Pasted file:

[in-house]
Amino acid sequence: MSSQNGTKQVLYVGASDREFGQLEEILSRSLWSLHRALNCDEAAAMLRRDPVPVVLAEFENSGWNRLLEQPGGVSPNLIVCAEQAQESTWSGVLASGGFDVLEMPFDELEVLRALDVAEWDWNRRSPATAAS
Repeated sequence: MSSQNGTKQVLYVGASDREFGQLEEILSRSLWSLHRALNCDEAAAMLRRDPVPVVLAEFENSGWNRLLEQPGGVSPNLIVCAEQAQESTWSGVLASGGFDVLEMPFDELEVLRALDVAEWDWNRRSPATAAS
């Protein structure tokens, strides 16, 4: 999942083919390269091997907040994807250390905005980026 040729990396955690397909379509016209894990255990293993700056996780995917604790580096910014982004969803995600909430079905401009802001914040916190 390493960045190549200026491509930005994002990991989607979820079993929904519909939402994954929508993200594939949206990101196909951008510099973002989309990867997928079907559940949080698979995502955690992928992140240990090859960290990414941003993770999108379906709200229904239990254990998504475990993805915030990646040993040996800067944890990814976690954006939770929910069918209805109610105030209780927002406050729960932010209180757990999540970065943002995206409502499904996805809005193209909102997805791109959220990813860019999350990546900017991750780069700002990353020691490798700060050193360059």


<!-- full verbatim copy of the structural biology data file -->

[in-house]
Amino acid sequence: MSSQNGTKQVLYVGASDREFGQLEEILSRSLWSLHRALNCDEAAAMLRRDPVPVVLAEFENSGWNRLLEQPGGVSPNLIVCAEQAQESTWSGVLASGGFDVLEMPFDELEVLRALDVAEWDWNRRSPATAAS
Repeated sequence: MSSQNGTKQVLYVGASDREFGQLEEILSRSLWSLHRALNCDEAAAMLRRDPVPVVLAEFENSGWNRLLEQPGGVSPNLIVCAEQAQESTWSGVLASGGFDVLEMPFDELEVLRALDVAEWDWNRRSPATAAS
């Protein structure tokens, strides 16, 4: 999942083919390269091997907040994807250390905005980026 040729990396955690397909379509016209894990255990293993700056996780995917604790580096910014982004969803995600909430079905401009802001914040916190 390493960045190549200026491509930005994002990991989607979820079993929904519909939402994954929508993200594939949206990101196909951008510099973002989309990867997928079907559940949080698979995502955690992928992140240990090859960290990414941003993770999108379906709200229904239990254990998504475990993805915030990646040993040996800067944890990814976690954006939770929910069918209805109610105030209780927002406050729960932010209180757990999540970065943002995206409502499904996805809005193209909102997805791109959220990813860019999350990546900017991750780069700002990353020691490798700060050193360059």